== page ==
5. A method according to claim 1, wherein said processing is carried out while said tube wall is located in an uncased production zone of said well bore.
6. A method according to claim 1, wherein, before said processing is carried out, a pressurized drilling fluid is axially fed through said tubular element.
7. A method according to claim 1, wherein, before said processing is carried out, drilling of at least a portion of said well bore is carried out using a drill string including said tubular element.
8. A method according to claim 1, wherein said closing structure is provided in the form of a cemented casing shoe at a bottom section of said well bore, further including the steps of drilling through said casing shoe and drilling into said underground formation beyond said closing structure to provide an uncased production zone of said well bore.
9. A method according to claim 1, wherein during or after said step of processing said tube wall along at least a portion of its axial dimension, a drilling element is axially retracted through said tube wall.
10. A tubular element for lining an uncased production zone of a well bore in an underground formation, said tubular element having a tube wall section surrounding an axial bore and being processable over at least a portion of its axial dimension from a first condition into a second, expanded condition, said tube wall in said first condition being impermeable to pressurized fluid and said tube wall in said second expanded condition being radially permeable in at least said processed portion to pressurized fluid.
11. A tubular element according to claim 10, wherein said processed portion in said second condition has an expanded cross sectional area surrounded by its external surface and a basic cross sectional area surrounded by its external surface in said first condition, said expanded cross sectional area being larger than said basic cross sectional area.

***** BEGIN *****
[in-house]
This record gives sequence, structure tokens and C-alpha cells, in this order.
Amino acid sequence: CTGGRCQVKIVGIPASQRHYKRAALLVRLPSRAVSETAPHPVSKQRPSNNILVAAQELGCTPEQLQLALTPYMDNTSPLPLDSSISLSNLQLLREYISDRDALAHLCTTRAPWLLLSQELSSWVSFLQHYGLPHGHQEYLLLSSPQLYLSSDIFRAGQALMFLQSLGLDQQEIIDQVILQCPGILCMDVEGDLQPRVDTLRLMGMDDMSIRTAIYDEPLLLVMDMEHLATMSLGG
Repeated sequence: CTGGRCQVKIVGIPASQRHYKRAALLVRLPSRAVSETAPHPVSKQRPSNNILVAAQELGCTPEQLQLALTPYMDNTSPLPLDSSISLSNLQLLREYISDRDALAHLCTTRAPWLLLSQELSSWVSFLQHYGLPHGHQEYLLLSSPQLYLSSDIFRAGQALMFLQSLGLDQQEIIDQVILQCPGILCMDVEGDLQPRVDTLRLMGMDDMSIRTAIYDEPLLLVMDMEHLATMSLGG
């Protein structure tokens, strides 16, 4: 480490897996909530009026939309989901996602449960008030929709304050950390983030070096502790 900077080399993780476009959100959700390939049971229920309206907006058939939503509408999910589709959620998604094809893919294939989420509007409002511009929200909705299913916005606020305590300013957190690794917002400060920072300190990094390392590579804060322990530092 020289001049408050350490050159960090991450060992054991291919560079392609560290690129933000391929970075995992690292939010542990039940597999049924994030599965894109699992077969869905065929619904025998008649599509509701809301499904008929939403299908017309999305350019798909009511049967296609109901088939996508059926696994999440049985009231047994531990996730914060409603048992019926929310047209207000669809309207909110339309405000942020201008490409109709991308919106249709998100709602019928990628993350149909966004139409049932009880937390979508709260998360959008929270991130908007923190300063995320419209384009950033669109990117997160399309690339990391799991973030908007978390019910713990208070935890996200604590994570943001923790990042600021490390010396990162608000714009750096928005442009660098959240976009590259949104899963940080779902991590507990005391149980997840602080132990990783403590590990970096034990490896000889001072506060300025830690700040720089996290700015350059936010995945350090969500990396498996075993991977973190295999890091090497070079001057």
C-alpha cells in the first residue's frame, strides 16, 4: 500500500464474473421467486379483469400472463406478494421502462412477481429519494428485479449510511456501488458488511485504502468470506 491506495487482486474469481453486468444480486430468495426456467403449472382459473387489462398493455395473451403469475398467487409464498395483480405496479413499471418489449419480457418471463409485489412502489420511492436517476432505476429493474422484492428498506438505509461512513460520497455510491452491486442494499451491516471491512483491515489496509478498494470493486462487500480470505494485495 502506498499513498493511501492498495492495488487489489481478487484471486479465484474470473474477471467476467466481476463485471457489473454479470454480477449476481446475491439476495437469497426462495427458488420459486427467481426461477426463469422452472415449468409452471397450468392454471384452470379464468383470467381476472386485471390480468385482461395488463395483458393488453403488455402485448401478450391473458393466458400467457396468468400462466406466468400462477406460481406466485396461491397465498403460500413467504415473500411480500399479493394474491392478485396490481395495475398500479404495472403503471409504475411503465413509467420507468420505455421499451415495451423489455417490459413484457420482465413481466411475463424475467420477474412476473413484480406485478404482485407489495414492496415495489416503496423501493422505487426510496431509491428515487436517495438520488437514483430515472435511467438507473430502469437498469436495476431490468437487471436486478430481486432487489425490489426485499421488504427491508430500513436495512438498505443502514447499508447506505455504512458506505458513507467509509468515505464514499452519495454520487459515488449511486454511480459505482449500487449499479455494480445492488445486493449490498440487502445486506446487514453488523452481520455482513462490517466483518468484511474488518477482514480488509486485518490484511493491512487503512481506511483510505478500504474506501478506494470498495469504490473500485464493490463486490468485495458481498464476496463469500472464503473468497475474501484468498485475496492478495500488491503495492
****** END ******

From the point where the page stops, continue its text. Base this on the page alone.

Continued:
12. A tubular element according to claim 10, wherein said tube wall section in said first condition comprises a tubular body having a plurality of penetrations and at least one layer covering said penetrations, impermeable to pressurized fluid and substantially inextensible, and wherein, in said second condition, said layer is severed and permeable to pressurized fluid over at least a portion of the axial dimension of said tube wall section.
13. A tubular element according to claim 12, in which said layer comprises a resinous material.
14. A tubular element according to, claim 12, in which said layer comprises fibres.
15. A tubular element according to claim 14, in which said fibres form a knitted, braided or wound structure.
16. A tubular element according claim 12, in which said layer is a composite structure including fibres embedded in a matrix material.
17. A tubular element according claim 12, in which at least in said second condition said layer or said sealing material at least substantially adheres to said tubular body.
18. A tubular element according to claim 10, in which said tube wall in said first condition comprises a tubular body having a plurality of penetrations and sealing material sealing off said penetrations, said sealing material being located at least on the outside of said tubular body.
19. A tubular element according to claim 18, in which said tube wall in said first condition comprises a tubular body having a plurality of penetrations and sealing material sealing off said penetrations, said sealing material being located at least on the inside of said tubular body.